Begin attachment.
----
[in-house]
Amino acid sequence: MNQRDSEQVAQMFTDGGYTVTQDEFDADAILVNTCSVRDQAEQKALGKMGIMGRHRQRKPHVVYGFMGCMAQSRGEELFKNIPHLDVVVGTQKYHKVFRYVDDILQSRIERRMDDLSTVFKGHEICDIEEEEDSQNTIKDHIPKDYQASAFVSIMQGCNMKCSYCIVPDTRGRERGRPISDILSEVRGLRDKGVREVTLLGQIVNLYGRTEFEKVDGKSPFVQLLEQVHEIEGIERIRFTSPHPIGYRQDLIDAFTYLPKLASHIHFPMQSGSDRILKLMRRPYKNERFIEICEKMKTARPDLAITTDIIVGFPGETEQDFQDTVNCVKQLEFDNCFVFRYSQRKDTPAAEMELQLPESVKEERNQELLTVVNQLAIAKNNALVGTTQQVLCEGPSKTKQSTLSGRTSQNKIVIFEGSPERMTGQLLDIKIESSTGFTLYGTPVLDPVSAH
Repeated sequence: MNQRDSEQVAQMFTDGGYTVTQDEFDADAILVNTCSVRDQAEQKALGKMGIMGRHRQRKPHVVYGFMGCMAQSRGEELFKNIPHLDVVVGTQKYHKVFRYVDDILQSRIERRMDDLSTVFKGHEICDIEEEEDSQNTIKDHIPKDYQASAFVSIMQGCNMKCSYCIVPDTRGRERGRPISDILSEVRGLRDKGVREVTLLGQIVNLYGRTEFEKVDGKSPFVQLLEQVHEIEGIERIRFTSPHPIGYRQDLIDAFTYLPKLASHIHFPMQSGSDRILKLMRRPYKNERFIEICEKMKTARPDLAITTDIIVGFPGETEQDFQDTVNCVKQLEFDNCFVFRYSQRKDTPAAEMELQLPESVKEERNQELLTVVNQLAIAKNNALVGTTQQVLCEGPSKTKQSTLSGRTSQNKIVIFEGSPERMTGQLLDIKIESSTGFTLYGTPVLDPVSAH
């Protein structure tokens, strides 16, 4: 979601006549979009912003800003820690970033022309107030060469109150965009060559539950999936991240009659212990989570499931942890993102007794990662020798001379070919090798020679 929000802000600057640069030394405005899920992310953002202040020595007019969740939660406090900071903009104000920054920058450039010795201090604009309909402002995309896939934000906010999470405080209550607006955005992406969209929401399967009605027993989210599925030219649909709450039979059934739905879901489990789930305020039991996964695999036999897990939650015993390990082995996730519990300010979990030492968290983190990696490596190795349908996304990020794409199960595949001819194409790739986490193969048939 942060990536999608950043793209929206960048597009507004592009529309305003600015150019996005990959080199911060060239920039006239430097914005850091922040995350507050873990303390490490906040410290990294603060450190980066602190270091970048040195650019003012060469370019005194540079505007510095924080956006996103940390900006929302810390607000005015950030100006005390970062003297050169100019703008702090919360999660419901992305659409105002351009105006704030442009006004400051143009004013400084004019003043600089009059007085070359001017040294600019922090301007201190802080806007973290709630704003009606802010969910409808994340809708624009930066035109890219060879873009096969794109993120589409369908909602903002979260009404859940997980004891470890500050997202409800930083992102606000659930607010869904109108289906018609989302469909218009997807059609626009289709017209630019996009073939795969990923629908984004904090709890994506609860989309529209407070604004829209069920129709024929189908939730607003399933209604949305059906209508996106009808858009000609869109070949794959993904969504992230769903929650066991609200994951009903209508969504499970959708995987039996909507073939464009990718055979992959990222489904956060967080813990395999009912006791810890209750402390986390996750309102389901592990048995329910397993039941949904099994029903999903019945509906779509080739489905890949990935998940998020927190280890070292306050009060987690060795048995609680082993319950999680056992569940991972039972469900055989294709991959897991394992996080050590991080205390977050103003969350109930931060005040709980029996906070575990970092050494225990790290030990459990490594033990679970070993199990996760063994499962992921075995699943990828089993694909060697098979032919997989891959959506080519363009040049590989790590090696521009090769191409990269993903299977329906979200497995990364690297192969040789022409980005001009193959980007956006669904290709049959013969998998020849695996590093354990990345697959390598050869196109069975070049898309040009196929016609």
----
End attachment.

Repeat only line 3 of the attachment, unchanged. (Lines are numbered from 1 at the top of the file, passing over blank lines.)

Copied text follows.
Repeated sequence: MNQRDSEQVAQMFTDGGYTVTQDEFDADAILVNTCSVRDQAEQKALGKMGIMGRHRQRKPHVVYGFMGCMAQSRGEELFKNIPHLDVVVGTQKYHKVFRYVDDILQSRIERRMDDLSTVFKGHEICDIEEEEDSQNTIKDHIPKDYQASAFVSIMQGCNMKCSYCIVPDTRGRERGRPISDILSEVRGLRDKGVREVTLLGQIVNLYGRTEFEKVDGKSPFVQLLEQVHEIEGIERIRFTSPHPIGYRQDLIDAFTYLPKLASHIHFPMQSGSDRILKLMRRPYKNERFIEICEKMKTARPDLAITTDIIVGFPGETEQDFQDTVNCVKQLEFDNCFVFRYSQRKDTPAAEMELQLPESVKEERNQELLTVVNQLAIAKNNALVGTTQQVLCEGPSKTKQSTLSGRTSQNKIVIFEGSPERMTGQLLDIKIESSTGFTLYGTPVLDPVSAH